Goya: The Disparates
Hayward Gallery touring exhibition
The storm that burst upon Europe with the French Revolution of 1789 wreaked havoc on Spain, once the most powerful European nation, but by then among the most backward.
The year 1789 was also important for Francisco Goya. The son of an artisan, he had just been appointed official painter to the Spanish royal household at the age of 43. Under the patronage of the king, and in the company of his liberal friends, he could look forward to a prosperous future.
But 1789 was a turning point in his life, just as it was in the development of Spanish society. The weak Spanish monarchy had been trying to modernise the country and drag it out from under the dominance of the Catholic church.
But the weakness of the state and the backwardness of Spanish agriculture meant that there was a mounting crisis on the land. Most peasants and rural labourers lived in poverty.
The French Revolution finally shattered the illusion that Spain could be gradually reformed. It began the chain of events leading towards civil war.
As the church and aristocracy led an assault on the radical ideas coming from revolutionary France, Goya and his progressive friends found themselves under attack.
In 1793 Spain launched a holy war against France. Around this time Goya fell seriously ill and went permanently deaf. As he recovered — and Spanish society disintegrated around him — he began to produce pictures quite unlike the brilliant but conventional paintings from his early career.
His famous engravings from the late 1790s, known as The Caprichos, were a sustained attack on hypocrisy, sexual mores, clerical reaction and the Catholic church.
By 1800 power had passed decisively to the reactionaries. In 1808 a paralysed regime appealed for help to the French ruler Napoleon.
But Napoleon responded by installing his brother, Joseph, as king. This acted as the trigger for a series of civil wars, as reactionaries and progressives battled both with the French and each other.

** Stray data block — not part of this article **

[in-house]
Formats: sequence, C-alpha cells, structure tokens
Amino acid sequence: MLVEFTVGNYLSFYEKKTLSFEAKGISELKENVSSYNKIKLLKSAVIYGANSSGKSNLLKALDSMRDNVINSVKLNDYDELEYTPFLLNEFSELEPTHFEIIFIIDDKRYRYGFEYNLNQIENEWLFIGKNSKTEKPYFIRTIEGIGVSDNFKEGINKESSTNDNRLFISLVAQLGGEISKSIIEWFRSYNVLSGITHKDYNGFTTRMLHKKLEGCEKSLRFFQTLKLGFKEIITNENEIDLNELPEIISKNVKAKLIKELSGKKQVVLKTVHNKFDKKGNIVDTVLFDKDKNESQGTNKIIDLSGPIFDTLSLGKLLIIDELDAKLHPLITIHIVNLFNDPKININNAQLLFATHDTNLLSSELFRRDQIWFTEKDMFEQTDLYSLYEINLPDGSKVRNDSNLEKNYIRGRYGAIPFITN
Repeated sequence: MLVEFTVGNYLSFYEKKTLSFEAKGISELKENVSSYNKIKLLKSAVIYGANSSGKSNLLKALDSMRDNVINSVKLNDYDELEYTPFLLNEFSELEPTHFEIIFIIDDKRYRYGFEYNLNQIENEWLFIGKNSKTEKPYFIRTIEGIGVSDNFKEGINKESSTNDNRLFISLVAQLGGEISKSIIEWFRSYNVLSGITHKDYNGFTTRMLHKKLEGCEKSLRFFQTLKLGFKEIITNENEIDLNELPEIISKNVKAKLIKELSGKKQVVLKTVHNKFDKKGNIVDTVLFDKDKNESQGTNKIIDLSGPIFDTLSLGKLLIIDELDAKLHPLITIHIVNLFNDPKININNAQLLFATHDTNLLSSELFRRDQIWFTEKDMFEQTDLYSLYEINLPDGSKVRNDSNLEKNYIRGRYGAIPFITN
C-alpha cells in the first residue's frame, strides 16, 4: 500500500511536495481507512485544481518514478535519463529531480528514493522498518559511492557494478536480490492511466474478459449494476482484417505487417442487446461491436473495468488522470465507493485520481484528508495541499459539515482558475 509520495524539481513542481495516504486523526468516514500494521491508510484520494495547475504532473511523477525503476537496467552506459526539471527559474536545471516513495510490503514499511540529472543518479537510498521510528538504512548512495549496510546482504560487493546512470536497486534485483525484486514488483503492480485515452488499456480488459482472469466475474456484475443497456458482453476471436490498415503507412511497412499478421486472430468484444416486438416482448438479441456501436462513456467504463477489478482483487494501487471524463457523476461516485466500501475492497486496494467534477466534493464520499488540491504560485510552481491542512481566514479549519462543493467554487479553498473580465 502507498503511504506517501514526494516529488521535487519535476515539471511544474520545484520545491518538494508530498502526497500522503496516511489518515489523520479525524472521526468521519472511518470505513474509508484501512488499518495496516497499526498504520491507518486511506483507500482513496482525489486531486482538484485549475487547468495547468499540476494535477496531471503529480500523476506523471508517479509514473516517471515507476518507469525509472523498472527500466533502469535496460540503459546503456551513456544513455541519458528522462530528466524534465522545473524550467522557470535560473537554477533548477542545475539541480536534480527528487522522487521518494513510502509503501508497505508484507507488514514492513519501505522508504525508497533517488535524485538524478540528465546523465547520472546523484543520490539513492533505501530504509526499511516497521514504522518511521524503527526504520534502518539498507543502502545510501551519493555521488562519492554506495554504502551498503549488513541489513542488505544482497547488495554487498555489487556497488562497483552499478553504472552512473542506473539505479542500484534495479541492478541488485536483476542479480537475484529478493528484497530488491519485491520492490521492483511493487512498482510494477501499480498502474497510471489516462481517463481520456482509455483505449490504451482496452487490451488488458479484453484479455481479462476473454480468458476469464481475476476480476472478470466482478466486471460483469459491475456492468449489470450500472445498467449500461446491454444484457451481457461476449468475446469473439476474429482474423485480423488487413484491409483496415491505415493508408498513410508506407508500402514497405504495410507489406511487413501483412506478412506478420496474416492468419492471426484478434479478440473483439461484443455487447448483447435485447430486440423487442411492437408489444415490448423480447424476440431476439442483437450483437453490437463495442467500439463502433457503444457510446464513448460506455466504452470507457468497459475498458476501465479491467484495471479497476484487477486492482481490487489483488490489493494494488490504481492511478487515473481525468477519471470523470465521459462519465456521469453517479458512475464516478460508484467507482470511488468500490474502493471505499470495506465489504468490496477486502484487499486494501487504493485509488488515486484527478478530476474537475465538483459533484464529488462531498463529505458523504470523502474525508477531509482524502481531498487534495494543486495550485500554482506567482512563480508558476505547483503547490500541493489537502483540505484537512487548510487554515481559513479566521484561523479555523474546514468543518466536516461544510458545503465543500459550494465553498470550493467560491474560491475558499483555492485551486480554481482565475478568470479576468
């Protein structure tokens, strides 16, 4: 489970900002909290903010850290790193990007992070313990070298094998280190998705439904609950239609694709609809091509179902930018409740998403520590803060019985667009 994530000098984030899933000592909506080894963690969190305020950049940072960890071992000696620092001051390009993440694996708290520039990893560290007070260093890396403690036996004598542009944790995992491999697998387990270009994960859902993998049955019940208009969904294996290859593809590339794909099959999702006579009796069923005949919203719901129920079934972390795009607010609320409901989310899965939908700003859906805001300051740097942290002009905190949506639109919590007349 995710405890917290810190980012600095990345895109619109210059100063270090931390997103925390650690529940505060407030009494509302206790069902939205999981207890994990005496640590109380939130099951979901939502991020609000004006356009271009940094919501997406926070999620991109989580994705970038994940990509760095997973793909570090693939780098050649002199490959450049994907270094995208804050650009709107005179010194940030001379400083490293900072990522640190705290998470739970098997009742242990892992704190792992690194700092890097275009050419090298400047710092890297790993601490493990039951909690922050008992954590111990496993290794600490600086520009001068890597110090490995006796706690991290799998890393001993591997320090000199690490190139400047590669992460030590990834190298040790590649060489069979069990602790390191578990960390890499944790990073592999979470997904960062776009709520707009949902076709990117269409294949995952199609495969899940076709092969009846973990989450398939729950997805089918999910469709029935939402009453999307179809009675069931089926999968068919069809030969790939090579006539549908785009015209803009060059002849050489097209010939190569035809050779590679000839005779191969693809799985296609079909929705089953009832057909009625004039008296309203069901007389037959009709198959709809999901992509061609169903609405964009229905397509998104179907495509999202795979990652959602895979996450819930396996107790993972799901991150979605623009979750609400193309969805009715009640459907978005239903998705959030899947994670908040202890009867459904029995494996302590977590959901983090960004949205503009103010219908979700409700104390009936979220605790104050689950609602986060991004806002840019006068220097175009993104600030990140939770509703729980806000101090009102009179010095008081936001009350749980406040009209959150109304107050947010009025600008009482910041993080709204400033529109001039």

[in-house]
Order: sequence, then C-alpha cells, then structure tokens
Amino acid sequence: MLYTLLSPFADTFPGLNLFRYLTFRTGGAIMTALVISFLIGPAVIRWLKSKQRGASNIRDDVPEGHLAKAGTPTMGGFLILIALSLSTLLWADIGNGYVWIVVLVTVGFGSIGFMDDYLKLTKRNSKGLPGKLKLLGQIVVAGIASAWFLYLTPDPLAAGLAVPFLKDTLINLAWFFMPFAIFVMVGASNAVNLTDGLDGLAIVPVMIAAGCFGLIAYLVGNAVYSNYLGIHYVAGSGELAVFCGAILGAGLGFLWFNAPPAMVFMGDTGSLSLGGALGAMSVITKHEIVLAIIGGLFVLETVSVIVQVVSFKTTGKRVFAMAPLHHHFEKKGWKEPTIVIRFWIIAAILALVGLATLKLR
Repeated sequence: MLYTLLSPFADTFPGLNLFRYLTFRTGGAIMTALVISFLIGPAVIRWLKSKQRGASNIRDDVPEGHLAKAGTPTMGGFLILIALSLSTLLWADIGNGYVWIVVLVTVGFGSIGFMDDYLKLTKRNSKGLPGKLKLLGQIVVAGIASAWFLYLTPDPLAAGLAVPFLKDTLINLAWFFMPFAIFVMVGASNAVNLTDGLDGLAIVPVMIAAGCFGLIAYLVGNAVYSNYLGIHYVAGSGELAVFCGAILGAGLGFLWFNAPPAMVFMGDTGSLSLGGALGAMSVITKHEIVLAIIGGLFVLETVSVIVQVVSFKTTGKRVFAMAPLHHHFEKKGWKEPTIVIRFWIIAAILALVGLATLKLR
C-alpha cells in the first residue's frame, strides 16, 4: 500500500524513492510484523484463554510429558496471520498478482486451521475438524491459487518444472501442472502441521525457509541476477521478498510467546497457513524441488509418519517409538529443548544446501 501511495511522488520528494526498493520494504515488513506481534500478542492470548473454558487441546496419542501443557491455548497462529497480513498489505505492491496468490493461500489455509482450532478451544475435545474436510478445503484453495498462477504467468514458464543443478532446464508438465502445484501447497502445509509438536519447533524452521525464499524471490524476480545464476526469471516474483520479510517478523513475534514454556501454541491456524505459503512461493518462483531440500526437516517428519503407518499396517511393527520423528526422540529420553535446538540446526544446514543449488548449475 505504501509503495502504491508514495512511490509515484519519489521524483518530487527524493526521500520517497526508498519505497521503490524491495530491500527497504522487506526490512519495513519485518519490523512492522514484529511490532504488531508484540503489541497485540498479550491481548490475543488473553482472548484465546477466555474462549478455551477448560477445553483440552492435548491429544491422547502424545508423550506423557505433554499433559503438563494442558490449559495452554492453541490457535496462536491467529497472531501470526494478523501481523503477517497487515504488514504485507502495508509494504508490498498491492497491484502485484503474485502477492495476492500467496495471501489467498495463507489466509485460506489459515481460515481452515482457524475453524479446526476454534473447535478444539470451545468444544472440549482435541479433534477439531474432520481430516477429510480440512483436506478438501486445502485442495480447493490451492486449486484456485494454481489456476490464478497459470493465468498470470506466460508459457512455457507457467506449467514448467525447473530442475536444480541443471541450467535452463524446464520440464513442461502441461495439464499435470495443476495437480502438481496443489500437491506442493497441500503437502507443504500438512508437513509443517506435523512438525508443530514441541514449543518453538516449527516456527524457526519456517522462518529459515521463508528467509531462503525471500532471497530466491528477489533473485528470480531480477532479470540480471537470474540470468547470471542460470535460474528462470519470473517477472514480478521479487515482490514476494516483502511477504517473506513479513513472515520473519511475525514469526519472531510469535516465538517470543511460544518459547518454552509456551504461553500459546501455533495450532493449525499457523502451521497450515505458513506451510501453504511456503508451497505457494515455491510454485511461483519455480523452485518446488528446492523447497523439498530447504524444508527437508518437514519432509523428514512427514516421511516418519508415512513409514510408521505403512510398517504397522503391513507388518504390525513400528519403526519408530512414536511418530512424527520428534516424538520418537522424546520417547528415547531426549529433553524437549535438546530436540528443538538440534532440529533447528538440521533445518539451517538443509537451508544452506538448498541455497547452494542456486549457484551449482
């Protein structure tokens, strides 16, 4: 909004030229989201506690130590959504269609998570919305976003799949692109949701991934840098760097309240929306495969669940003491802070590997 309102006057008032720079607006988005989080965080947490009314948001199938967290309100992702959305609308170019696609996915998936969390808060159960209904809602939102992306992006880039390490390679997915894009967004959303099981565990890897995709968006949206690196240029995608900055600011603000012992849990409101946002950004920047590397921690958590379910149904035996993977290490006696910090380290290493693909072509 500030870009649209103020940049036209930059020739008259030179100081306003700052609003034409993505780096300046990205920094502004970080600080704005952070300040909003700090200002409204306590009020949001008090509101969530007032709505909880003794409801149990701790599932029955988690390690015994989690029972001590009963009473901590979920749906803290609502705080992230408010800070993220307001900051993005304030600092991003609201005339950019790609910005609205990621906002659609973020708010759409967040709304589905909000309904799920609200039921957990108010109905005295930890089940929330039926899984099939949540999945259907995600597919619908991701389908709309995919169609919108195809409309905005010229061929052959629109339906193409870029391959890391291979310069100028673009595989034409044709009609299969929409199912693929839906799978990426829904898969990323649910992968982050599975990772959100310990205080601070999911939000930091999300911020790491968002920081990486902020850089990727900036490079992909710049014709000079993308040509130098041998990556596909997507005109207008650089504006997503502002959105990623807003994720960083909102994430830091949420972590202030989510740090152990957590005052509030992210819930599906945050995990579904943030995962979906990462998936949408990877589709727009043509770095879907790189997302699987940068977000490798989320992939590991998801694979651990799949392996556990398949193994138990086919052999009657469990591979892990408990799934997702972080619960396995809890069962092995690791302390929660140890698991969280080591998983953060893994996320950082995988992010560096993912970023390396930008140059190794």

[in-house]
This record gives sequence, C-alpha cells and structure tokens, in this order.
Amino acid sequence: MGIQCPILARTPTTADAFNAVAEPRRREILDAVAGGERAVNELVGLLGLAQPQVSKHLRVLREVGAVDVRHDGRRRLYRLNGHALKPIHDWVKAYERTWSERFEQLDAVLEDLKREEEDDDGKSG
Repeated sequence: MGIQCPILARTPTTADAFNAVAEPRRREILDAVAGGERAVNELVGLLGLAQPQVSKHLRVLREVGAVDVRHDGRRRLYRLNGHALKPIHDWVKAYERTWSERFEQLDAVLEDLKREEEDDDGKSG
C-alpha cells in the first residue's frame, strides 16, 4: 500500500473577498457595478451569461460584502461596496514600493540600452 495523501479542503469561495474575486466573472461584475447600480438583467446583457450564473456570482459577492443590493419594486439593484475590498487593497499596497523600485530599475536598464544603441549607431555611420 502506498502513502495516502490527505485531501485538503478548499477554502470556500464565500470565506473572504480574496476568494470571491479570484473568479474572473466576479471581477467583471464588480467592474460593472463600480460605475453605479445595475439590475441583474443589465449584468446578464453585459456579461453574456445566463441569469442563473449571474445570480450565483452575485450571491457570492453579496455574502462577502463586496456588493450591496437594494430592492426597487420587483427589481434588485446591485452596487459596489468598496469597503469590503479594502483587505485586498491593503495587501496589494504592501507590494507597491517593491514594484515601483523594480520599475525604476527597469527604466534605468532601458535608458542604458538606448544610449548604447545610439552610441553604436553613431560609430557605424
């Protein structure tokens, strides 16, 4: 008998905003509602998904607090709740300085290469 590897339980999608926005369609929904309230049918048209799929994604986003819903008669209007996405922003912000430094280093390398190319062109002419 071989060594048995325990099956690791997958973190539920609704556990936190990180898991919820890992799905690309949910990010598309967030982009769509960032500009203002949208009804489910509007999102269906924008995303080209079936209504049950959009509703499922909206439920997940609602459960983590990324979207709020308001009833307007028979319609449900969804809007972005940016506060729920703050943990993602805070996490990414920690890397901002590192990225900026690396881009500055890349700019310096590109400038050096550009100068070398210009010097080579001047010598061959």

In 1820 Spanish troops being sent to the colonies mutinied and proclaimed a new democratic constitution. A series of drawings by Goya captured the hope that must have leapt in his heart at the rising of the people.
In public most of his output was quite different. He went on working for commission right through the civil war, producing paintings for leading figures on both sides.
But Goya’s private work depicts both the hope of revolution and the agony of a people who cannot break with an old order and therefore turn in on themselves.
This is symbolised in one of the great paintings of his last years — Saturn — which shows a tortured and desperate old man devouring a child. Saturn is one of the so called Black Paintings — murals Goya painted on the walls of his home near Madrid.
This touring exhibition of etchings, known as The Disparates (The Follies), comes from the same period.
They are thought to have been created between Goya’s relapse into serious illness in 1819 and the restoration of the Spanish monarchy in 1823, during which many of his friends were executed or exiled.
They were completed shortly before the artist himself fled to France, where he died in 1828. They depict monstrously deformed creatures, scenes of war, human folly and cruelty.
Like much of Goya’s art they show all the contradictions of one of the most intense social and political conflicts in history up to that time.
Goya was faced with, and portrayed, the horrific consequences of what Gwyn Williams, in his magnificent book on Goya, described as “the impossible revolution”.
- 4 June – 3 July Kirkcaldy Museum and Art Gallery
- 17 September – 16 October Ashfield School, Kirkby-in-Ashfield
- 22 October – 20 November Wednesbury Museum and Art Gallery
- 14 January – 12 February 2006 Fairfield Arts Centre, Basingstoke